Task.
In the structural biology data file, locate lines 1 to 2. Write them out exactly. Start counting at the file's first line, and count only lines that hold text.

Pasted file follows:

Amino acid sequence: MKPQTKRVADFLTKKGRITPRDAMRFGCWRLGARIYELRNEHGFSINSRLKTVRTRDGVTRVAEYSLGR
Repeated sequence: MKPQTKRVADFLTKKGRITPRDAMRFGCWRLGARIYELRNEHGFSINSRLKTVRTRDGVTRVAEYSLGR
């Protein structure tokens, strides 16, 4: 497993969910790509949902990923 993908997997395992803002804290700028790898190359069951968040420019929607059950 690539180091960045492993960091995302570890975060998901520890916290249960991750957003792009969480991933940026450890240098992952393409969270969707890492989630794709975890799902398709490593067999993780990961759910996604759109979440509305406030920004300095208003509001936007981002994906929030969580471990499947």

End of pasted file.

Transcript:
Amino acid sequence: MKPQTKRVADFLTKKGRITPRDAMRFGCWRLGARIYELRNEHGFSINSRLKTVRTRDGVTRVAEYSLGR
Repeated sequence: MKPQTKRVADFLTKKGRITPRDAMRFGCWRLGARIYELRNEHGFSINSRLKTVRTRDGVTRVAEYSLGR